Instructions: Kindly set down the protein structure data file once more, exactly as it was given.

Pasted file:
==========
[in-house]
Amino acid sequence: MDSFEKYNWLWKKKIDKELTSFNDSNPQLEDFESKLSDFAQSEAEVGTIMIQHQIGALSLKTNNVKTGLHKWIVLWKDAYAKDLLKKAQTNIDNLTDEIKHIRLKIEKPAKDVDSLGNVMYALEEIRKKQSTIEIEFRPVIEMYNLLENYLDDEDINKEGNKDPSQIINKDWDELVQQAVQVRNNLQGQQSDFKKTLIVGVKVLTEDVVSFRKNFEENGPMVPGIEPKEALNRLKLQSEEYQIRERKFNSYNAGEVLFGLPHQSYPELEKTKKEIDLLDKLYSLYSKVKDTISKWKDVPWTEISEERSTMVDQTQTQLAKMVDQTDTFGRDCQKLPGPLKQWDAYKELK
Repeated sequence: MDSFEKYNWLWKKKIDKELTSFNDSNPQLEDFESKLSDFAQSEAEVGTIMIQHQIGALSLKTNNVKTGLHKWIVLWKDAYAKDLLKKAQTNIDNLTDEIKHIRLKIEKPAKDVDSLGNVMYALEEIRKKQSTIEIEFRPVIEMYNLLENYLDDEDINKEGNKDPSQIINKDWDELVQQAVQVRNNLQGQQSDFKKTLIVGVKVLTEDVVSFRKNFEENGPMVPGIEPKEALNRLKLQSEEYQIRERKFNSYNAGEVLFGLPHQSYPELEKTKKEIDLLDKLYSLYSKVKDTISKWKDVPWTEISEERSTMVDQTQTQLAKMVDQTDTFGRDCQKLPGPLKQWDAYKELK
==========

[in-house]
Amino acid sequence: MDSFEKYNWLWKKKIDKELTSFNDSNPQLEDFESKLSDFAQSEAEVGTIMIQHQIGALSLKTNNVKTGLHKWIVLWKDAYAKDLLKKAQTNIDNLTDEIKHIRLKIEKPAKDVDSLGNVMYALEEIRKKQSTIEIEFRPVIEMYNLLENYLDDEDINKEGNKDPSQIINKDWDELVQQAVQVRNNLQGQQSDFKKTLIVGVKVLTEDVVSFRKNFEENGPMVPGIEPKEALNRLKLQSEEYQIRERKFNSYNAGEVLFGLPHQSYPELEKTKKEIDLLDKLYSLYSKVKDTISKWKDVPWTEISEERSTMVDQTQTQLAKMVDQTDTFGRDCQKLPGPLKQWDAYKELK
Repeated sequence: MDSFEKYNWLWKKKIDKELTSFNDSNPQLEDFESKLSDFAQSEAEVGTIMIQHQIGALSLKTNNVKTGLHKWIVLWKDAYAKDLLKKAQTNIDNLTDEIKHIRLKIEKPAKDVDSLGNVMYALEEIRKKQSTIEIEFRPVIEMYNLLENYLDDEDINKEGNKDPSQIINKDWDELVQQAVQVRNNLQGQQSDFKKTLIVGVKVLTEDVVSFRKNFEENGPMVPGIEPKEALNRLKLQSEEYQIRERKFNSYNAGEVLFGLPHQSYPELEKTKKEIDLLDKLYSLYSKVKDTISKWKDVPWTEISEERSTMVDQTQTQLAKMVDQTDTFGRDCQKLPGPLKQWDAYKELK